Breaking out in the AFC West

It is going to be a crucial season for several young players in the AFC West, where training camp begins in three weeks. Here's a look at 10 division players who are expected to have breakout years:

Branden Albert, left tackle, Kansas City: This is Albert’s third year with the Chiefs, who took him with the No. 15 overall pick in 2008. He was inconsistent as a rookie, but he made improvements as last season went on. If he continues to make strides, he should be fine. Kansas City gave him a big vote of confidence when it didn’t take left tackle Russell Okung in the first round of the draft this year and move Albert to right tackle. Kansas City selected safety Eric Berry instead with the No. 5 pick.

Antoine Cason, cornerback, San Diego: The Chargers felt good enough about Cason to trade Antonio Cromartie to the Jets this offseason. Cason, the No. 28 pick in 2008, takes over as starting right cornerback in San Diego. He played extensively in his first two seasons and lost playing time early in 2009, but bounced back and finished strong. The Chargers want more consistency and toughness than Cromartie provided. Cason, a smart playmaker, should be up to the task.

Glenn Dorsey, defensive lineman, Kansas City: Dorsey probably shouldn’t be on this list anymore. The No. 5 overall pick in 2008 was expected to already be an established stud going into his third season. While Dorsey has played well occasionally, he has been far from a dominant player. Many scouts and coaches thought he was the top player in the 2008 draft, but he has been a big disappointment. He has had two different coaching staffs in the past two seasons and had a hard time adjusting to the 3-4 defense in 2009. He may be moved around the defensive line this year as the Chiefs try to find the best spot for him. He must perform this season or it could be his last in Kansas City.

Malcom Floyd, receiver, San Diego: Floyd, who had 45 catches for 776 yards in 2009, came on strong last season as he took over for Chris Chambers as San Diego’s No. 2 receiver. More is expected out of this late bloomer in 2010. Star receiver Vincent Jackson is expected to hold out for several weeks. That means Floyd, who will turn 29 in September, may be Philip Rivers’ top receiving option outside of tight end Antonio Gates. The ball will be flying out of Rivers’ hand and Floyd will be expected to play like a No. 1 receiver. (Matt Williamson of Scouts Inc. has more on Floyd here in his Pressure Point story.)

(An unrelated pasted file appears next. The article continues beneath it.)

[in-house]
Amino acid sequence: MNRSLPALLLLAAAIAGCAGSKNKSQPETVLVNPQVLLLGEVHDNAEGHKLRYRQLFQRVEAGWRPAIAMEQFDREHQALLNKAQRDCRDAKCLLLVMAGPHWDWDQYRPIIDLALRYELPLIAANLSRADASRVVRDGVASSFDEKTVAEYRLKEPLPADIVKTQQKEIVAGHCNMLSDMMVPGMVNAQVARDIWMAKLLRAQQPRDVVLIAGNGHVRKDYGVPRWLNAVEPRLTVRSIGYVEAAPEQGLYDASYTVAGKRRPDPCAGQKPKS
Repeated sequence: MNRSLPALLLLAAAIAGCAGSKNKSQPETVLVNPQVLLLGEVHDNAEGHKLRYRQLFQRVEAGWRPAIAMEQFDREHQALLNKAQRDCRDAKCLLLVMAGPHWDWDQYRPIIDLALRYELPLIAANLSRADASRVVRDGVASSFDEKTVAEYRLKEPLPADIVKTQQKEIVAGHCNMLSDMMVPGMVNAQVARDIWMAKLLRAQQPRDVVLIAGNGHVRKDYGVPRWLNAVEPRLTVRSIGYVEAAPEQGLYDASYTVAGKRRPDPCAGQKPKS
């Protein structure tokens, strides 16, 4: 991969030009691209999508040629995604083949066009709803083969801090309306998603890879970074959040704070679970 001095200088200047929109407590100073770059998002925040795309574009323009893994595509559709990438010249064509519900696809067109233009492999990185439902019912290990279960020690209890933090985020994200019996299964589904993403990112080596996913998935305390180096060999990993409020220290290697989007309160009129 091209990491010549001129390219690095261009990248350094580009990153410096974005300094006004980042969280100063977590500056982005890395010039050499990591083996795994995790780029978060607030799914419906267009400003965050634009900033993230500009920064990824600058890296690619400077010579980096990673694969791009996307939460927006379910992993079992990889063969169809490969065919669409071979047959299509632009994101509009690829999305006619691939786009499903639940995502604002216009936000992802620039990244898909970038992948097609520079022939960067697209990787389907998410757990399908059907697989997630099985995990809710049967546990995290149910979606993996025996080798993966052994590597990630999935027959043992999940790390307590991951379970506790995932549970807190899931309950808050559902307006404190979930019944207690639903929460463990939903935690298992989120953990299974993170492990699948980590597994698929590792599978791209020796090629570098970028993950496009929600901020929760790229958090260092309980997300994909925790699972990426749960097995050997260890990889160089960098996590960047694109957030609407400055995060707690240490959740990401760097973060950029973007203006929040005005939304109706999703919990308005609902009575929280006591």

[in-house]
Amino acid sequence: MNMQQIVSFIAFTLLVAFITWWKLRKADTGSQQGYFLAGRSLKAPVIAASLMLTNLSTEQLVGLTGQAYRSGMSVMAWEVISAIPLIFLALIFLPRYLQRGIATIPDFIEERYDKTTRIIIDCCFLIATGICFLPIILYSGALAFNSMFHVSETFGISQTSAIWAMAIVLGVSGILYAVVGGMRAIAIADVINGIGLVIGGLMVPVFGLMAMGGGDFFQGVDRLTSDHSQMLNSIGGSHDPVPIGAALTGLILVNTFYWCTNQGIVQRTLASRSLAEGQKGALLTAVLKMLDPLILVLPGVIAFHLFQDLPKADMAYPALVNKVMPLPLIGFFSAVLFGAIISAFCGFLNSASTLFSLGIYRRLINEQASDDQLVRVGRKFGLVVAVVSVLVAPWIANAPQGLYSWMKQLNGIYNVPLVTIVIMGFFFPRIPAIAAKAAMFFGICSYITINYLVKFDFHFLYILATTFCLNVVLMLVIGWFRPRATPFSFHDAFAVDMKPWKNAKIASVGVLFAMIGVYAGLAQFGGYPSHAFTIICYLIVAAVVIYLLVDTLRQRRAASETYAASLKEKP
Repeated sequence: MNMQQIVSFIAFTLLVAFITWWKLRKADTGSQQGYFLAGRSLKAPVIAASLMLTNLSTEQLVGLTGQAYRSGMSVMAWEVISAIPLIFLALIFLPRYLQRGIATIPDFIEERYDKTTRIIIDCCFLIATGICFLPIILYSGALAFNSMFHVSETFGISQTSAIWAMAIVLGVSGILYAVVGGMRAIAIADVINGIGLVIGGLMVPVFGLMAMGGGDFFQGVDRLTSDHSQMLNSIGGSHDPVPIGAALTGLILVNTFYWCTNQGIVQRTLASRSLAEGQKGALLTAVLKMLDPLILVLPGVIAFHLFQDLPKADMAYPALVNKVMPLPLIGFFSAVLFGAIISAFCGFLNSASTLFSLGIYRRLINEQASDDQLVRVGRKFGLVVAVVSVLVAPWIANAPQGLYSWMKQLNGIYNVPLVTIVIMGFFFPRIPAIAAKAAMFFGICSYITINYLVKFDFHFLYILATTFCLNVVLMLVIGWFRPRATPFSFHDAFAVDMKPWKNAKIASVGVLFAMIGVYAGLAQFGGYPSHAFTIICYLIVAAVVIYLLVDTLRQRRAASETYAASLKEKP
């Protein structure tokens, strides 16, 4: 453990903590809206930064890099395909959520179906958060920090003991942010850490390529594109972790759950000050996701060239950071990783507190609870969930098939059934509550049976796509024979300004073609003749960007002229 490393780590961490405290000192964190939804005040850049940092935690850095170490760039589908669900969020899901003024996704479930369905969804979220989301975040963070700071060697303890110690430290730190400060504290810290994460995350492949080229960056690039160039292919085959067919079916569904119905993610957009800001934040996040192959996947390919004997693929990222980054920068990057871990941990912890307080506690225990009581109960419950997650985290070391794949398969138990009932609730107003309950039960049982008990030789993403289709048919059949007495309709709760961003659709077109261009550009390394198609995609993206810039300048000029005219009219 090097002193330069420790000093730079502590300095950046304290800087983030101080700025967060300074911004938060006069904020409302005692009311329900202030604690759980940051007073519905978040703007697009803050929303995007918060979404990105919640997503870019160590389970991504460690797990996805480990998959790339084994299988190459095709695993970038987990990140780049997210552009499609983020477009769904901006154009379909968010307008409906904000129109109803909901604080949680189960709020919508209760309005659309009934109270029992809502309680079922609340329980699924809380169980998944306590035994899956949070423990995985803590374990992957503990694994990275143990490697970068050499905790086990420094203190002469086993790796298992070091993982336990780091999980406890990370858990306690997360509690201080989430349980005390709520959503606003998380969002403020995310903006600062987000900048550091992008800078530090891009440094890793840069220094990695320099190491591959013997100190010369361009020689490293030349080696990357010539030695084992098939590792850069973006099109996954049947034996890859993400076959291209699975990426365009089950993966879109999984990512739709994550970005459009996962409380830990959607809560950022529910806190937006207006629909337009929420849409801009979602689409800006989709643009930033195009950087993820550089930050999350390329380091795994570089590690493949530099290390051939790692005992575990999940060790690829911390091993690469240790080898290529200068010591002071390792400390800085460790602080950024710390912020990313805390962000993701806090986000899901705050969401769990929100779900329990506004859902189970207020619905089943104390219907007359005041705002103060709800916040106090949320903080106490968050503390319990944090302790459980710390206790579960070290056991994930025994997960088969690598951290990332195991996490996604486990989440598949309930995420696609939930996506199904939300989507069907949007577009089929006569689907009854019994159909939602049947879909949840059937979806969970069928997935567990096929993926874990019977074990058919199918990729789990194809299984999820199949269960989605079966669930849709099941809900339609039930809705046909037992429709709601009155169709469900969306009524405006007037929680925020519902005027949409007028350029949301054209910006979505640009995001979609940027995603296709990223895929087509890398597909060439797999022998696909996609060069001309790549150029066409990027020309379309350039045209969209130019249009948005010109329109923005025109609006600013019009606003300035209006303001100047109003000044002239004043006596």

Darren McFadden, running back, Oakland: Like Dorsey, McFadden has been disappointing. Drafted one pick behind Dorsey in 2008, he has had only one good NFL game, in the second week of his rookie season (164 rushing yards). A practice star, McFadden has not made an impact in games and has been injury prone. Running backs have short shelf lives, and the talented McFadden must get it going. The Raiders expect him to shine along with Michael Bush.

Knowshon Moreno, running back, Denver: There also is a lot of pressure on Moreno, the No. 12 overall pick last year. After starting the season fairly well, Moreno nosedived dramatically. He was terrible in the final month of the season as Denver fell out of the playoff race after starting 6-0. He had 173 rushing yards and averaged 2.7 yards a carry in the final four games of the season. He is the starter again, but he must show he can carry the load for the entire season.

Legedu Naanee, receiver, San Diego: Like his teammate Floyd, Naanee will have a lot resting on his shoulders if Jackson decides to sit. Naanee will likely be the No. 2 receiver in that scenario and, in many ways, will have more pressure than Floyd. At least Floyd had nine starts in 2009. Naanee, who only had one start in 2009, must take the leap from role player to starter.

Eddie Royal, receiver, Denver: No one would have expected Royal to be on this list a year ago. After his rookie campaign, Royal already looked established. He had 91 catches and was a spark plug for Mike Shanahan’s offense in 2008 after being a second-round pick. Shanahan’s decision to draft Royal over DeSean Jackson seemed warranted. Now that pick is being questioned after Royal stumbled in Josh McDaniels’ offense, netting only 37 catches for 345 yards last season. Royal, who was the targeted receiver 79 times last season opposed to 129 times the season before, will probably play in the slot this season. Denver thinks he can bounce back. If not, he just may end up being a small backup receiver/return man, which is acceptable, but so much more was expected from him after his breakout year.

Chaz Schilens, receiver, Oakland: Schilens was a seventh-round pick in 2008 and showed promise as a rookie with 15 catches. Because of Oakland’s young receiving crew, Schilens, 24, was Oakland’s No. 1 receiver last season. While he missed the first half of the season with a broken foot, he had a decent finish with 29 catches for 365 yards in eight games. Schilens has the look of a player who can become a fine receiver. But he is still green and must show he can stay healthy. If so, he could be on his way to a big career.

Trevor Scott, linebacker, Oakland: The sixth-round pick in 2008 has 12 sacks in two NFL seasons, including seven last season. He was moved from defensive end to outside linebacker and will be given a chance to start in 2010. If Scott can show he can hold his own in coverage and in running situations, he could be a standout. He has terrific pass-rush skills.